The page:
Humanizing Online STEM Showcase

Amber Toland Perry, Instructional Design Technology Specialist, Cuyamaca College

This site provides examples of instructional resources created in the Humanizing Online STEM Academy, a professional development program funded by the California Education Learning Lab and administered by the Foothill DeAnza Community College District.


Where I was.

At the start of this academy I already had some experience thinking about humanizing my online presence through previous @ONE courses and professional development opportunities with Michelle Pacansky-Brock. I had been using a liquid syllabus for several semesters and incorporated short bumper videos into my course. However, I struggled with making my presence more obvious in assignments and sometimes hesitated doing so much video when conditions seemed less than ideal. I admit that the added workload of captioning for so many short videos seemed like a lot on top of the other work that comes with online teaching.

Where I am.

The course has renewed my commitment to humanizing my courses, and now that I am in a new role as a faculty support person, has invigorated me to suggest strategies to faculty. Some of my techniques were more reinforced, like in the liquid syllabus, and I learned some new tricks and strategies. Seeing examples of what other folks in the cohort were doing helped as much as the facilitator instructions. I discovered a more streamlined captioning process and realized how helpful it is to have lots of video options in assignment descriptions (especially on Flip, where the video instructions also make participants more comfortable showing their face). These techniques help balance the workload that can conflict with the desire to be more present.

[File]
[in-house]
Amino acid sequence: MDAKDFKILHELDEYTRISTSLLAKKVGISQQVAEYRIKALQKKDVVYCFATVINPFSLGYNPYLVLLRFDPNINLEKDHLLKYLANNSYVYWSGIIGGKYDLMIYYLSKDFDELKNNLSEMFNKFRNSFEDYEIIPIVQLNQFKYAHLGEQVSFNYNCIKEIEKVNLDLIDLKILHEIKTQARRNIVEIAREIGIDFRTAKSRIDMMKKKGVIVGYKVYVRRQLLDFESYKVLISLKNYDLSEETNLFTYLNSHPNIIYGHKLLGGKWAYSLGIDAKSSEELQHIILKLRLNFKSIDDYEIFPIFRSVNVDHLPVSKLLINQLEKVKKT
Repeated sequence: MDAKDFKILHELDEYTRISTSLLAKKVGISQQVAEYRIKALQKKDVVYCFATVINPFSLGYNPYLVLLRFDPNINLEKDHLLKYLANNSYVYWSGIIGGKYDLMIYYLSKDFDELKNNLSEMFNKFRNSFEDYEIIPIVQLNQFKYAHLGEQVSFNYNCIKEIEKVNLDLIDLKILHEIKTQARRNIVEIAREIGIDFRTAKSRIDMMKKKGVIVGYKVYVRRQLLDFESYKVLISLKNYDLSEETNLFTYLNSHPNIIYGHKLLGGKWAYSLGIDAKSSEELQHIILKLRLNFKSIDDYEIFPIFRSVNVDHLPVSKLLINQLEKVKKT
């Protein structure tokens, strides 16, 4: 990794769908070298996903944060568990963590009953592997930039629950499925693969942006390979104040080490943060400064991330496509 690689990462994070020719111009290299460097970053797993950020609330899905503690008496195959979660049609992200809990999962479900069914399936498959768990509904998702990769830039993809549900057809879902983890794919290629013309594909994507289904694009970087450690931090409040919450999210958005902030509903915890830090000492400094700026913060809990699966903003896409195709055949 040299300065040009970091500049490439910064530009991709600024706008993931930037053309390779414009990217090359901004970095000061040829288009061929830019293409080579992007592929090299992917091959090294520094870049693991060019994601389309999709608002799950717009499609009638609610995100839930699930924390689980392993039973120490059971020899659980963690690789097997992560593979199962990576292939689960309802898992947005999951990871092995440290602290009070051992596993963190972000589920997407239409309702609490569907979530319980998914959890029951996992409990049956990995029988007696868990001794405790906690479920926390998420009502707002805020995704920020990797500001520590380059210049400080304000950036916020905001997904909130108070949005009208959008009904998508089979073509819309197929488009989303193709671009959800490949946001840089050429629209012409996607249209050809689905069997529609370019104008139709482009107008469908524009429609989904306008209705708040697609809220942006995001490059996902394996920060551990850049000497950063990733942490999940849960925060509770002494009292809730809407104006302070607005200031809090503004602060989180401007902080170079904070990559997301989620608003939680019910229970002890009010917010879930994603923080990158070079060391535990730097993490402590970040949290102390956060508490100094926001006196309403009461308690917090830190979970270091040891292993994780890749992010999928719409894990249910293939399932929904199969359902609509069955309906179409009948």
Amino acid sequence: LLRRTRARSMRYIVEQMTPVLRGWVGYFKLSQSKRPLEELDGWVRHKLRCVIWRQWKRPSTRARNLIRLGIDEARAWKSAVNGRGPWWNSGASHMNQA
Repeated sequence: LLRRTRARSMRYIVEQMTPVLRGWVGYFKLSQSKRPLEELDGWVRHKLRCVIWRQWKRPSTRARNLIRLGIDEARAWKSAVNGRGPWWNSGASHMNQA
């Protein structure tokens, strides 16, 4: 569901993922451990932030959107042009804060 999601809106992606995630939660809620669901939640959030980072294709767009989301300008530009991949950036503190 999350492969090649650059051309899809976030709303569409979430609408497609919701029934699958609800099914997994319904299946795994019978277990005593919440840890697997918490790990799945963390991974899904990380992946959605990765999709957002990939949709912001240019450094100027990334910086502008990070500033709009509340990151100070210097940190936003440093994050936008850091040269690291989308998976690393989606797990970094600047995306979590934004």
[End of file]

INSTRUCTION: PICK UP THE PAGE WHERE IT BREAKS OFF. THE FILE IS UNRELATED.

Where I am going.

I think it can be easy to get lost in the tools and strategies introduced in a course like this, where the true significance is in recognizing (and remembering) the role that kindness and caring plays in promoting learning. Kindness is a practice, like teaching. We are continuously working at it, getting better, but never perfect. Sharing these strategies is of course also important, because translating that kindness to students online can be challenging. For me, I need to remember the big picture of what I want to offer my students. I'm definitely interested in helping students meet the learning outcomes and successfully complete the class, but more generally I want my students to feel like they have become more capable at something as a result of being in my class no matter their final grade, even if that's just knowing more about their own needs.

Liquid Syllabus

This liquid syllabus will be given to students before the semester begins in order to make them feel more comfortable going into the course, as in it they will get introduced to me in a friendly, personal way, get a sense of what the course is about, and see how approachable I will be with assistance. This will be especially helpful for students who may be having anxiety about the course or learning online.

Course Card

I choose this image as the background to my course card because Black men currently have one of the largest retention and success gaps in online courses, so I wanted to include an image that would make this demographic feel included. Also, as a white teacher, including a minoritized student in my course card seems especially important to signal inclusivity. This inclusion should be followed through within the course, with the use of other inclusive images and voices of BIPOC.


My humanized homepage welcomes students and signals that I am here to support them. The word welcome is repeated throughout and my welcome video echoes the sentiment. I present myself as accessible and kind, through the short video introducing myself to the many ways they can contact me for help. The home page is designed for clarity in what to to next and approachability.

Getting to Know You Survey

This survey is given to students during the first week of the course, as a part of us all getting to know each other and as a small way to ask students to reflect on their feelings and goals in relation to the course.